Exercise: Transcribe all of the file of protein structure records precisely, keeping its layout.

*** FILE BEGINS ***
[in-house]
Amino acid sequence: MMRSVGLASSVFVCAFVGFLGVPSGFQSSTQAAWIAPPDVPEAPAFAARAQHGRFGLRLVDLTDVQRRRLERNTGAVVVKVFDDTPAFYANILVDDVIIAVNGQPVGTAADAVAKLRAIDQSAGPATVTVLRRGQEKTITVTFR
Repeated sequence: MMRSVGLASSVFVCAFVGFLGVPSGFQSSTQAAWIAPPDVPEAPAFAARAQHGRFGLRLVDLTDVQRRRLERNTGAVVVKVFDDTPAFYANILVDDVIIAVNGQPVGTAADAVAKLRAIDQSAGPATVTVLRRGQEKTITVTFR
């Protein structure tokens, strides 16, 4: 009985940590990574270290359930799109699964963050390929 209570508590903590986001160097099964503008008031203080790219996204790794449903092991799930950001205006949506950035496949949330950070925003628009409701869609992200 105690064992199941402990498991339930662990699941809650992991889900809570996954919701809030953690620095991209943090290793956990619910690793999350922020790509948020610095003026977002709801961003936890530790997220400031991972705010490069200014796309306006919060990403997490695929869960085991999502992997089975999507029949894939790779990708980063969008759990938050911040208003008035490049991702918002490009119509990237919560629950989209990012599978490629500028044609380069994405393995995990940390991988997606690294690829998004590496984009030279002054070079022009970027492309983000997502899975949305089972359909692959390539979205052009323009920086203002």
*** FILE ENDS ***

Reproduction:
[in-house]
Amino acid sequence: MMRSVGLASSVFVCAFVGFLGVPSGFQSSTQAAWIAPPDVPEAPAFAARAQHGRFGLRLVDLTDVQRRRLERNTGAVVVKVFDDTPAFYANILVDDVIIAVNGQPVGTAADAVAKLRAIDQSAGPATVTVLRRGQEKTITVTFR
Repeated sequence: MMRSVGLASSVFVCAFVGFLGVPSGFQSSTQAAWIAPPDVPEAPAFAARAQHGRFGLRLVDLTDVQRRRLERNTGAVVVKVFDDTPAFYANILVDDVIIAVNGQPVGTAADAVAKLRAIDQSAGPATVTVLRRGQEKTITVTFR
């Protein structure tokens, strides 16, 4: 009985940590990574270290359930799109699964963050390929 209570508590903590986001160097099964503008008031203080790219996204790794449903092991799930950001205006949506950035496949949330950070925003628009409701869609992200 105690064992199941402990498991339930662990699941809650992991889900809570996954919701809030953690620095991209943090290793956990619910690793999350922020790509948020610095003026977002709801961003936890530790997220400031991972705010490069200014796309306006919060990403997490695929869960085991999502992997089975999507029949894939790779990708980063969008759990938050911040208003008035490049991702918002490009119509990237919560629950989209990012599978490629500028044609380069994405393995995990940390991988997606690294690829998004590496984009030279002054070079022009970027492309983000997502899975949305089972359909692959390539979205052009323009920086203002």